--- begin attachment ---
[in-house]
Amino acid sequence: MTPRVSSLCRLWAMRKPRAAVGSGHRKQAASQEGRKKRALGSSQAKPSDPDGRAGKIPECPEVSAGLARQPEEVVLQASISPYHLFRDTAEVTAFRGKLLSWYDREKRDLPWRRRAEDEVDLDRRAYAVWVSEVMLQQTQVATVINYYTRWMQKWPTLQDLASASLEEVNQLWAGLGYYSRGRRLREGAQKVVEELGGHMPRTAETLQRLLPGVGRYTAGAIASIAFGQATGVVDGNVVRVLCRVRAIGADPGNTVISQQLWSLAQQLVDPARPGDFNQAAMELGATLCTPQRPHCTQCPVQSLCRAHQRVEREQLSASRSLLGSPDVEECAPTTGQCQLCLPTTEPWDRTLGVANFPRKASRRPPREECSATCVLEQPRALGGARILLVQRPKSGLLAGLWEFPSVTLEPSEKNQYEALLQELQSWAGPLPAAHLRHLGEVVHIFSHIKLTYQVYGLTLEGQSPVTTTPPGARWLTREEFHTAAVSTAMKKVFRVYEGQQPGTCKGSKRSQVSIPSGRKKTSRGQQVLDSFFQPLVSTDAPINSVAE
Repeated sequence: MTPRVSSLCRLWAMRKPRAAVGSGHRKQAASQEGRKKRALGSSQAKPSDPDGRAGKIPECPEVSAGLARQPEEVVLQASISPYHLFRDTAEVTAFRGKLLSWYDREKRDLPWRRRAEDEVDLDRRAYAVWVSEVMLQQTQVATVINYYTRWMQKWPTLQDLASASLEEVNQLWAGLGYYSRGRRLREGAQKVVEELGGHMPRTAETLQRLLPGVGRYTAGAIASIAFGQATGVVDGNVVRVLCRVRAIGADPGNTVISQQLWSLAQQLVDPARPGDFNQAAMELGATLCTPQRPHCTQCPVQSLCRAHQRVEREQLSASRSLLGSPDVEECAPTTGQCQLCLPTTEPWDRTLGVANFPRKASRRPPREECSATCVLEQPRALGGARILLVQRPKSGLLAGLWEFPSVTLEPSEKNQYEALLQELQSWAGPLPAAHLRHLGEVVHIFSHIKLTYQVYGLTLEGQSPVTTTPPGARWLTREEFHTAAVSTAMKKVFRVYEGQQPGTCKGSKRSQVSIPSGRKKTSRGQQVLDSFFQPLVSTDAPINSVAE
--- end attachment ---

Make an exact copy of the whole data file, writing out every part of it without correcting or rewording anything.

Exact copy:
[in-house]
Amino acid sequence: MTPRVSSLCRLWAMRKPRAAVGSGHRKQAASQEGRKKRALGSSQAKPSDPDGRAGKIPECPEVSAGLARQPEEVVLQASISPYHLFRDTAEVTAFRGKLLSWYDREKRDLPWRRRAEDEVDLDRRAYAVWVSEVMLQQTQVATVINYYTRWMQKWPTLQDLASASLEEVNQLWAGLGYYSRGRRLREGAQKVVEELGGHMPRTAETLQRLLPGVGRYTAGAIASIAFGQATGVVDGNVVRVLCRVRAIGADPGNTVISQQLWSLAQQLVDPARPGDFNQAAMELGATLCTPQRPHCTQCPVQSLCRAHQRVEREQLSASRSLLGSPDVEECAPTTGQCQLCLPTTEPWDRTLGVANFPRKASRRPPREECSATCVLEQPRALGGARILLVQRPKSGLLAGLWEFPSVTLEPSEKNQYEALLQELQSWAGPLPAAHLRHLGEVVHIFSHIKLTYQVYGLTLEGQSPVTTTPPGARWLTREEFHTAAVSTAMKKVFRVYEGQQPGTCKGSKRSQVSIPSGRKKTSRGQQVLDSFFQPLVSTDAPINSVAE
Repeated sequence: MTPRVSSLCRLWAMRKPRAAVGSGHRKQAASQEGRKKRALGSSQAKPSDPDGRAGKIPECPEVSAGLARQPEEVVLQASISPYHLFRDTAEVTAFRGKLLSWYDREKRDLPWRRRAEDEVDLDRRAYAVWVSEVMLQQTQVATVINYYTRWMQKWPTLQDLASASLEEVNQLWAGLGYYSRGRRLREGAQKVVEELGGHMPRTAETLQRLLPGVGRYTAGAIASIAFGQATGVVDGNVVRVLCRVRAIGADPGNTVISQQLWSLAQQLVDPARPGDFNQAAMELGATLCTPQRPHCTQCPVQSLCRAHQRVEREQLSASRSLLGSPDVEECAPTTGQCQLCLPTTEPWDRTLGVANFPRKASRRPPREECSATCVLEQPRALGGARILLVQRPKSGLLAGLWEFPSVTLEPSEKNQYEALLQELQSWAGPLPAAHLRHLGEVVHIFSHIKLTYQVYGLTLEGQSPVTTTPPGARWLTREEFHTAAVSTAMKKVFRVYEGQQPGTCKGSKRSQVSIPSGRKKTSRGQQVLDSFFQPLVSTDAPINSVAE